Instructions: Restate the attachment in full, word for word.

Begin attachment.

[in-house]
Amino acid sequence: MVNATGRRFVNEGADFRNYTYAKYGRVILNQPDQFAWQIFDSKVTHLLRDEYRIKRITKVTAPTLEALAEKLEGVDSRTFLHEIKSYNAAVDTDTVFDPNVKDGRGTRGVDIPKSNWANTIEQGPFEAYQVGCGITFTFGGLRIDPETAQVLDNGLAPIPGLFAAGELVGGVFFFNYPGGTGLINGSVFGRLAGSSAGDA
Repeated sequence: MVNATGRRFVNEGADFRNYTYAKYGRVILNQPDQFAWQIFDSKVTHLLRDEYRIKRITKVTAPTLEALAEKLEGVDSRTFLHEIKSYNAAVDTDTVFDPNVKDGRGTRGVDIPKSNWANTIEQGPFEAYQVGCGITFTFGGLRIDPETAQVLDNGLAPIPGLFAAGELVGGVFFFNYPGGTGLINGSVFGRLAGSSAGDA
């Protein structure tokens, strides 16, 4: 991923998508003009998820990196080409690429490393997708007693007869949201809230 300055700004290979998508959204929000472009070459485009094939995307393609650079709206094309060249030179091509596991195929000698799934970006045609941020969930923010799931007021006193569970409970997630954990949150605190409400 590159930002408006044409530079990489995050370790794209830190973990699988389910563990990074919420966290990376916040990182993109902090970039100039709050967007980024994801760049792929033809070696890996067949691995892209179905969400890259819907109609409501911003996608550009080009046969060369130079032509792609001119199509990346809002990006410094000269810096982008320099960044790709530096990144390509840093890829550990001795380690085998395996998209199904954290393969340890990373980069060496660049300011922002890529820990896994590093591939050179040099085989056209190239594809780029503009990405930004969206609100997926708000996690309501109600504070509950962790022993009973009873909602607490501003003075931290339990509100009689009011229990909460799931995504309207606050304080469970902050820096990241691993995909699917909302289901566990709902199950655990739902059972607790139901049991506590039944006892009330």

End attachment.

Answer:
[in-house]
Amino acid sequence: MVNATGRRFVNEGADFRNYTYAKYGRVILNQPDQFAWQIFDSKVTHLLRDEYRIKRITKVTAPTLEALAEKLEGVDSRTFLHEIKSYNAAVDTDTVFDPNVKDGRGTRGVDIPKSNWANTIEQGPFEAYQVGCGITFTFGGLRIDPETAQVLDNGLAPIPGLFAAGELVGGVFFFNYPGGTGLINGSVFGRLAGSSAGDA
Repeated sequence: MVNATGRRFVNEGADFRNYTYAKYGRVILNQPDQFAWQIFDSKVTHLLRDEYRIKRITKVTAPTLEALAEKLEGVDSRTFLHEIKSYNAAVDTDTVFDPNVKDGRGTRGVDIPKSNWANTIEQGPFEAYQVGCGITFTFGGLRIDPETAQVLDNGLAPIPGLFAAGELVGGVFFFNYPGGTGLINGSVFGRLAGSSAGDA
């Protein structure tokens, strides 16, 4: 991923998508003009998820990196080409690429490393997708007693007869949201809230 300055700004290979998508959204929000472009070459485009094939995307393609650079709206094309060249030179091509596991195929000698799934970006045609941020969930923010799931007021006193569970409970997630954990949150605190409400 590159930002408006044409530079990489995050370790794209830190973990699988389910563990990074919420966290990376916040990182993109902090970039100039709050967007980024994801760049792929033809070696890996067949691995892209179905969400890259819907109609409501911003996608550009080009046969060369130079032509792609001119199509990346809002990006410094000269810096982008320099960044790709530096990144390509840093890829550990001795380690085998395996998209199904954290393969340890990373980069060496660049300011922002890529820990896994590093591939050179040099085989056209190239594809780029503009990405930004969206609100997926708000996690309501109600504070509950962790022993009973009873909602607490501003003075931290339990509100009689009011229990909460799931995504309207606050304080469970902050820096990241691993995909699917909302289901566990709902199950655990739902059972607790139901049991506590039944006892009330």